Meanwhile, lawmakers reiterated calls for Zuckerberg to testify. Congress could ultimately choose to subpoena Zuckerberg or others like Chief Operating Officer Sheryl Sandberg to press them to speak. But lawmakers seemed to signal they aren’t yet ready to issue that threat.

“We haven’t crossed that bridge yet,” said Republican Sen. John Thune, the leader of the Commerce Committee, during an interview Tuesday. His panel recently sent Facebook a list of questions about its dealings with Cambridge Analytica, and staff will question company leaders privately Wednesday. A hearing has not been formally announced.

In his post, Zuckerberg said that steps that the company had taken to restrict developers’ access to data in 2015 would prevent the type of misuse that had taken place. Through an affiliated psychologist named Alexander Kogan, Cambridge Analytica convinced 270,000 users to download an app that they thought was a personality quiz. They then took advantage of Facebook’s lax data permissions at the time to gain data on the friend networks of those 270,000 people — enabled Kogan and Cambridge to access the profiles of millions more.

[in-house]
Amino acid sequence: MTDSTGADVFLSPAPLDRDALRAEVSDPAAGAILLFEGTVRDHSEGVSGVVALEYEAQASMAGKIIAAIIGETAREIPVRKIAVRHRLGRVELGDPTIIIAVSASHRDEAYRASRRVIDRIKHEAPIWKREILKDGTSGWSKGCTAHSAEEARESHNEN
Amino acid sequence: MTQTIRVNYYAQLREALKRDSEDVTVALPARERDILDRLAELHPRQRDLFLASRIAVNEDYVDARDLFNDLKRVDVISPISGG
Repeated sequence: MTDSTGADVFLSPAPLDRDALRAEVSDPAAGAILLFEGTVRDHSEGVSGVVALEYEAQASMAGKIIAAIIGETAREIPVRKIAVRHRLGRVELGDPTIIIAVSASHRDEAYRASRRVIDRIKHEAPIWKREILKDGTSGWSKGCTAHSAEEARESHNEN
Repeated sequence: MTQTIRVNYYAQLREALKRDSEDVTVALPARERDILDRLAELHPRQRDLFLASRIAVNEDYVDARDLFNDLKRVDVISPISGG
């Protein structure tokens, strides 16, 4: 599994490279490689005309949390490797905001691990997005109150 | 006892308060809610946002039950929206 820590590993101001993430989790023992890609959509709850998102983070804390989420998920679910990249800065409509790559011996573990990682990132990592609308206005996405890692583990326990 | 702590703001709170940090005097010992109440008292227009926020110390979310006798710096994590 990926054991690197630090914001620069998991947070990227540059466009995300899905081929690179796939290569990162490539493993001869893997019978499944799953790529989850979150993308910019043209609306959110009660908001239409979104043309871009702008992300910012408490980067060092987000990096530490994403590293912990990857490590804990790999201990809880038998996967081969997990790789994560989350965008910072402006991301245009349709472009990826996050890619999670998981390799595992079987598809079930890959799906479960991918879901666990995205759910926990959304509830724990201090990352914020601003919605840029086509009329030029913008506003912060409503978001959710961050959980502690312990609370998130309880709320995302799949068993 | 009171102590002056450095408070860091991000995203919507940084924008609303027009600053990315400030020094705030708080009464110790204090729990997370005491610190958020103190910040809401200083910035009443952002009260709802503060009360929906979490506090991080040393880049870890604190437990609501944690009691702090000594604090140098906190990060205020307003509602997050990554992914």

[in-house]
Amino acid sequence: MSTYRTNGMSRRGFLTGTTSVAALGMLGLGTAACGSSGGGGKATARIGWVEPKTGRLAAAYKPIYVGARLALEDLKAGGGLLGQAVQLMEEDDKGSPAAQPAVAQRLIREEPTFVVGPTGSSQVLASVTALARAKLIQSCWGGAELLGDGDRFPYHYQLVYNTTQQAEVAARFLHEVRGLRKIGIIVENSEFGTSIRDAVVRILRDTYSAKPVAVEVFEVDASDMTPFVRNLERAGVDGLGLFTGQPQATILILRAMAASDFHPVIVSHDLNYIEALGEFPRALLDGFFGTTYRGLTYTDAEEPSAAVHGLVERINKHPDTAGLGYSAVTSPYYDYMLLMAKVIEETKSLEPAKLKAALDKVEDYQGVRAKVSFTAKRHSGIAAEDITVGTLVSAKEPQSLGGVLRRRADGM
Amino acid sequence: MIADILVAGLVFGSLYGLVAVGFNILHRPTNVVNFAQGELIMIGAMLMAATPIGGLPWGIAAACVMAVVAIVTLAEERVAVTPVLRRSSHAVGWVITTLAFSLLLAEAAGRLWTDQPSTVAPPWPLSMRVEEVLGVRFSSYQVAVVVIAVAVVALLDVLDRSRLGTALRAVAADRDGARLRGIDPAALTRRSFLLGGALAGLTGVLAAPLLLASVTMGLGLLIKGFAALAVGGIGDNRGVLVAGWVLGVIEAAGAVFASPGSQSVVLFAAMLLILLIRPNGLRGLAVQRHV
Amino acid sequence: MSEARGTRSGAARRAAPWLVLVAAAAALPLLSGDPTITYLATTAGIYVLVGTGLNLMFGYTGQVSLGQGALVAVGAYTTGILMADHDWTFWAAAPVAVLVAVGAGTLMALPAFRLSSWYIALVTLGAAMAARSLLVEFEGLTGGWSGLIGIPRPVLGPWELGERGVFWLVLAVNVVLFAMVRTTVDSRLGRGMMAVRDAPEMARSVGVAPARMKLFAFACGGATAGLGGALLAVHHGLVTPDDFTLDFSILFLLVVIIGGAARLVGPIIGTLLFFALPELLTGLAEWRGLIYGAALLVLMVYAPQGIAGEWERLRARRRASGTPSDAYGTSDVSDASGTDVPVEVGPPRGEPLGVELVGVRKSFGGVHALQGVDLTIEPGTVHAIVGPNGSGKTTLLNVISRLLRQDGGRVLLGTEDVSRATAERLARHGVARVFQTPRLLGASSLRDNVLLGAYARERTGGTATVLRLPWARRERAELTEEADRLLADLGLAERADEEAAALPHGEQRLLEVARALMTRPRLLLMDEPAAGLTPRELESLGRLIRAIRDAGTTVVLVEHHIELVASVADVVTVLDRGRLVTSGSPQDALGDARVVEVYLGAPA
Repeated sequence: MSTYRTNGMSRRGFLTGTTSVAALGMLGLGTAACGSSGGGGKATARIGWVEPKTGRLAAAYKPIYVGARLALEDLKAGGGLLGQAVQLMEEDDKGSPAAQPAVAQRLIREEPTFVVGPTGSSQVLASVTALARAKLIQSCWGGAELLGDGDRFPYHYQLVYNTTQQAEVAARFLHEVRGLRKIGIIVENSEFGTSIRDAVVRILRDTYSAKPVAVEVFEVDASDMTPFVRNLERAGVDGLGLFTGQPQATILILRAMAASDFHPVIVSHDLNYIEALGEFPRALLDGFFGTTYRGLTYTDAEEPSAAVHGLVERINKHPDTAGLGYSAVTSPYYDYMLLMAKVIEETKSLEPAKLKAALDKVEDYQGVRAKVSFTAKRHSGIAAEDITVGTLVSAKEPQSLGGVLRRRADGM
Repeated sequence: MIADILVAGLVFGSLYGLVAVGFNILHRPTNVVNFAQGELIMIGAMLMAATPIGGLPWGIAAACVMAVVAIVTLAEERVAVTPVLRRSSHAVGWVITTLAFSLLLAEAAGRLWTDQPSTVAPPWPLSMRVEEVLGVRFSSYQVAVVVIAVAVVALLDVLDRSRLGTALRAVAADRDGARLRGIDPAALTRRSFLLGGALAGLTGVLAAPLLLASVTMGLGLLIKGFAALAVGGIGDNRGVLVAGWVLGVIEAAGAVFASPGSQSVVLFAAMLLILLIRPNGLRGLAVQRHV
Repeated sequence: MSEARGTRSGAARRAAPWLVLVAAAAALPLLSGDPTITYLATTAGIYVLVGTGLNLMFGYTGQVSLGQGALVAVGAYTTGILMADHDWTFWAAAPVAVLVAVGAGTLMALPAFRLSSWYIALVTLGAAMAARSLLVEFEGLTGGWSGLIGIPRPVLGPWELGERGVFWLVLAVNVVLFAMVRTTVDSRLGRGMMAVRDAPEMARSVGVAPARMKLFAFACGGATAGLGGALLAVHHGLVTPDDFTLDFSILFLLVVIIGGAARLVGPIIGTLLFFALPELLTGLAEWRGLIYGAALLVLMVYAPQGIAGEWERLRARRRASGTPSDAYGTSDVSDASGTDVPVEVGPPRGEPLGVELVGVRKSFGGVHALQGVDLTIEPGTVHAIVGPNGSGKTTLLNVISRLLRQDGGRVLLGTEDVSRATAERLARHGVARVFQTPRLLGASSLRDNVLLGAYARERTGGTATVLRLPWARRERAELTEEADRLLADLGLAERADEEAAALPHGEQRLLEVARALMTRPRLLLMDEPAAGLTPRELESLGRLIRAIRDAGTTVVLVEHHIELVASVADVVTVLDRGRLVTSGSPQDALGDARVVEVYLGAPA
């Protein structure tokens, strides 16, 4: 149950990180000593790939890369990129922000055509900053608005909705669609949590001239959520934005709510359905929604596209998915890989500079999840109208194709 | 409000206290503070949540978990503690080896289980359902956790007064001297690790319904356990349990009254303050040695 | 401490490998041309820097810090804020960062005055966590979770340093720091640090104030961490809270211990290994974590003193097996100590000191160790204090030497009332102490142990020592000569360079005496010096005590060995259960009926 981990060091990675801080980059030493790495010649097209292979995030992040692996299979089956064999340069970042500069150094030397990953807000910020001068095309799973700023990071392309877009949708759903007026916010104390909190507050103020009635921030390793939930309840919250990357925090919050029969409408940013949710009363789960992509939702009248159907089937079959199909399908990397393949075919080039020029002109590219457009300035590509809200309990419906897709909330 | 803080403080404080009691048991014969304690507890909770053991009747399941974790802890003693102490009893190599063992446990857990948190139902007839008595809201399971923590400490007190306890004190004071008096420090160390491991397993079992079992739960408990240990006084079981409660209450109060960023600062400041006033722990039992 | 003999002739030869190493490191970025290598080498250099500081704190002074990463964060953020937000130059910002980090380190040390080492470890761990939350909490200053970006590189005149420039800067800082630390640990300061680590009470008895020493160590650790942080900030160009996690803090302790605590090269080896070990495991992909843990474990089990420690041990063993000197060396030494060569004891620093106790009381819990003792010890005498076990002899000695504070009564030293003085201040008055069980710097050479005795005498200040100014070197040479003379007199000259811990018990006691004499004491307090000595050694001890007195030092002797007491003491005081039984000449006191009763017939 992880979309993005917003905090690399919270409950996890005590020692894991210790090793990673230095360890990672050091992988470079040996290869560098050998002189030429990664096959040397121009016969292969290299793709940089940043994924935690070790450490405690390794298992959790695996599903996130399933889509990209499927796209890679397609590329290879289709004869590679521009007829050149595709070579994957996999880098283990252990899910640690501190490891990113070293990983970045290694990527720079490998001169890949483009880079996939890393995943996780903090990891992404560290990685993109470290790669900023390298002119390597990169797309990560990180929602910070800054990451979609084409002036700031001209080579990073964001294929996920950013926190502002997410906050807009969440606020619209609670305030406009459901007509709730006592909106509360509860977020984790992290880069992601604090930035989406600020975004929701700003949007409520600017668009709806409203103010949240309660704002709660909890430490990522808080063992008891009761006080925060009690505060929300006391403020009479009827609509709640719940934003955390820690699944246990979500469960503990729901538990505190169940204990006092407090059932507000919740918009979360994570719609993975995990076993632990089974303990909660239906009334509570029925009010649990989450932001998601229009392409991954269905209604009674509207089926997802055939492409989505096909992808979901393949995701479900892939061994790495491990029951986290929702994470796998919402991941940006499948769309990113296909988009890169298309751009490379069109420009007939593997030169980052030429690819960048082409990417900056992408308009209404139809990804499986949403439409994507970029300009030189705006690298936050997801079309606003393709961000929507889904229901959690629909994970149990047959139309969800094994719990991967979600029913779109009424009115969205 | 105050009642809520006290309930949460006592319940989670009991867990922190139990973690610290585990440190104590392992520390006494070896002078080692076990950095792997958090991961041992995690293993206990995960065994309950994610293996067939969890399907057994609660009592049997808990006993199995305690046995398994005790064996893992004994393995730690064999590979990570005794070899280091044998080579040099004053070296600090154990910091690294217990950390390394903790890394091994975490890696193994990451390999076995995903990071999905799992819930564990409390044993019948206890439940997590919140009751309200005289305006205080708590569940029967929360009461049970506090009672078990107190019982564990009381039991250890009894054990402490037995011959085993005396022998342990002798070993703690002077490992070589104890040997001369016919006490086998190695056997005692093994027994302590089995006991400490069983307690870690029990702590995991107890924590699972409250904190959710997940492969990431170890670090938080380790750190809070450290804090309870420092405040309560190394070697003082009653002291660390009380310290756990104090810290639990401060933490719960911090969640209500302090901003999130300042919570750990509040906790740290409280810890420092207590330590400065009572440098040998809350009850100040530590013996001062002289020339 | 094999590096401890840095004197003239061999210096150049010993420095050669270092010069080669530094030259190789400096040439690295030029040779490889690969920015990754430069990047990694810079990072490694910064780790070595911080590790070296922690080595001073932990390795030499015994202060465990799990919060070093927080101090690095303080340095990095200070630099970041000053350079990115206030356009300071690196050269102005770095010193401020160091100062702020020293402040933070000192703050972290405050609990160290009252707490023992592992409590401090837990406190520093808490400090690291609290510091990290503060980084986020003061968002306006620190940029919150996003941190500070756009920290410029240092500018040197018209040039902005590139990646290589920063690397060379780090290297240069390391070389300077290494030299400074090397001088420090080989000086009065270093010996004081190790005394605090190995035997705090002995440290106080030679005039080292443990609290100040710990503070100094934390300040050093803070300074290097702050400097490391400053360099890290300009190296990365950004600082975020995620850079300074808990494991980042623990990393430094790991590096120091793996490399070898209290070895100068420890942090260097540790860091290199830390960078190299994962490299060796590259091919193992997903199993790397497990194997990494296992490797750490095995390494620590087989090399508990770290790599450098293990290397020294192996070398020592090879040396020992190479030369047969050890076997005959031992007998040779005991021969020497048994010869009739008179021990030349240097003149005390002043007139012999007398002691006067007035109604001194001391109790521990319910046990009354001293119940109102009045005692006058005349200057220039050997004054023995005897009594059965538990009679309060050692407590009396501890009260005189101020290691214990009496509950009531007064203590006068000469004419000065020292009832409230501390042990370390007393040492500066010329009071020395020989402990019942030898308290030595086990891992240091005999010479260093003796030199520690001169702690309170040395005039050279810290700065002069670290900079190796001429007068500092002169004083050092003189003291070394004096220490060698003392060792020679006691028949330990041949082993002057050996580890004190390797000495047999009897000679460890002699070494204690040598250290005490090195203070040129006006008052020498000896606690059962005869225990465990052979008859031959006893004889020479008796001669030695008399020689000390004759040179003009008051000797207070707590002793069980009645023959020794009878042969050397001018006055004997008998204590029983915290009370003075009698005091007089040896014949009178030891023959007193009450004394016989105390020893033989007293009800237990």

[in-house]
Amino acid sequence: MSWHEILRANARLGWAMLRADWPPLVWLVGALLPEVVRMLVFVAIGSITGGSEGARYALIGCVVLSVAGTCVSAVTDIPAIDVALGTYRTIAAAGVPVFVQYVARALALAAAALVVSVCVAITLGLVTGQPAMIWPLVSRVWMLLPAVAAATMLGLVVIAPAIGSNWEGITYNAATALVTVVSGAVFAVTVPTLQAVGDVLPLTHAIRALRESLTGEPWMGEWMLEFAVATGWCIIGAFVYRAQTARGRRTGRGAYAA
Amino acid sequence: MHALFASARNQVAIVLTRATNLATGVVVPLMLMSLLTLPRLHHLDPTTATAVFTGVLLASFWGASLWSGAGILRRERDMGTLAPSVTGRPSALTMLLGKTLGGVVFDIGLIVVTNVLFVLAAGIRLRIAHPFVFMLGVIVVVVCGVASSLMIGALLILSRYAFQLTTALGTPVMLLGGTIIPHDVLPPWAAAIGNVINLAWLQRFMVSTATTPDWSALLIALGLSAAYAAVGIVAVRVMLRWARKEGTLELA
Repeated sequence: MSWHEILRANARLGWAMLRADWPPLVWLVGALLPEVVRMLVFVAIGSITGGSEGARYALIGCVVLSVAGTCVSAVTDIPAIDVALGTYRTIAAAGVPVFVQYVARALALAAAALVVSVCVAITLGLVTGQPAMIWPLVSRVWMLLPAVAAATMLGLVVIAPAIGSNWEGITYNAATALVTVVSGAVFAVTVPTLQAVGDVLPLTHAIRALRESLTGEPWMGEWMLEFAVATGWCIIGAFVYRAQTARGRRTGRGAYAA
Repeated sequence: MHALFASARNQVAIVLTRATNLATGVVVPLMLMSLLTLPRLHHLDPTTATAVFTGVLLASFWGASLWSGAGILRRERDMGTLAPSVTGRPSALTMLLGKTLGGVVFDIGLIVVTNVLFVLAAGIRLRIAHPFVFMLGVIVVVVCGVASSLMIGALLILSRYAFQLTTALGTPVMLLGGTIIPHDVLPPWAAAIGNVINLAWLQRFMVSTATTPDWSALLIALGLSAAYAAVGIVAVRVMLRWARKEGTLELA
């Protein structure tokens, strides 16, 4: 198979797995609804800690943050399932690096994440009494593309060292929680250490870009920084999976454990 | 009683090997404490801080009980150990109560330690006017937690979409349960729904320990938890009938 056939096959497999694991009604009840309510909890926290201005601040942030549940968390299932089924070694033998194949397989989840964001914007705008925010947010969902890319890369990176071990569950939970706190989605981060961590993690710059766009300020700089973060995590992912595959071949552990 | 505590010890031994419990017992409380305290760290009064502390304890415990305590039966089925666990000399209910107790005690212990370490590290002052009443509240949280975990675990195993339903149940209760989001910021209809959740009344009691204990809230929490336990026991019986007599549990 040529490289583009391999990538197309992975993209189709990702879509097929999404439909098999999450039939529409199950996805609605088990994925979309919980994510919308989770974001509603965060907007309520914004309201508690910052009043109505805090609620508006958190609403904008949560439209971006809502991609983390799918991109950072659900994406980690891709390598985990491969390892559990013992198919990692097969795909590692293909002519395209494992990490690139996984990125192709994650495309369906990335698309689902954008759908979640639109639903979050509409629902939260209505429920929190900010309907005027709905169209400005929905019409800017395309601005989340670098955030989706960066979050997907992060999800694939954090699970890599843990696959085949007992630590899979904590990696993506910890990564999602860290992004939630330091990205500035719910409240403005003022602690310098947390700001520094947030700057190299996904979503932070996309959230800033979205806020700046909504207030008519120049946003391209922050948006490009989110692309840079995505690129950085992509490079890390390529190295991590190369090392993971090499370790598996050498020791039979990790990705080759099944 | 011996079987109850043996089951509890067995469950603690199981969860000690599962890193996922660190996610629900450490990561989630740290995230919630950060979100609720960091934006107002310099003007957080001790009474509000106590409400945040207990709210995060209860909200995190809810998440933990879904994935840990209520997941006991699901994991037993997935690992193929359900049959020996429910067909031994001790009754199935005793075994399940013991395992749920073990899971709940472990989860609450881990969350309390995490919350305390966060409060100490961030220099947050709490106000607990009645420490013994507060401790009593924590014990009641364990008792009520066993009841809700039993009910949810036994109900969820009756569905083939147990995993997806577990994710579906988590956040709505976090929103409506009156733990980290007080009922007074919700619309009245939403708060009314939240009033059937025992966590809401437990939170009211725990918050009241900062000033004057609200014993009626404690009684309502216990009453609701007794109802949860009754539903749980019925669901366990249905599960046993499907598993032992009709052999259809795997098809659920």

Though Cambridge and Kogan violated Facebook’s policies by misrepresenting themselves — users were told that data that was taken for political marketing was being used for a personality quiz app — thousands of third party developers benefited from Facebook’s loose rules at the time. The list of developers who siphoned friends’ data includes gaming companies, dating apps, researchers, and even 2012 President Obama’s presidential campaign, as The Washington Post reported on Monday. Developers at the time could access virtual anything of any value that a person’s friends had posted on the social network: her hometown, current city, events and location check-ins; her interests, groups and all the pages she’d liked; her relationship statuses with romantic partners, friends and family; her birthday, activities, work history and political and religious affiliations; and her photos, notes and videos.

In his post, Zuckerberg acknowledged there had been a breach of trust — not only between Cambridge Analytica, the Cambridge psychologist and Facebook, but “between Facebook and the people who share their data with us and expect us to protect it,” he said.

Zuckerberg’s apology is only his latest mea culpa. He has apologized for Facebook’s role in helping to sow divisions in U.S. society ahead of the 2016 presidential election. In January, he announced that his annual New Year’s personal challenge, which in other years entailed learning Mandarin or building artificial intelligence in the home, would be to fix Facebook.

Tony Romm and Drew Harwell contributed to this report.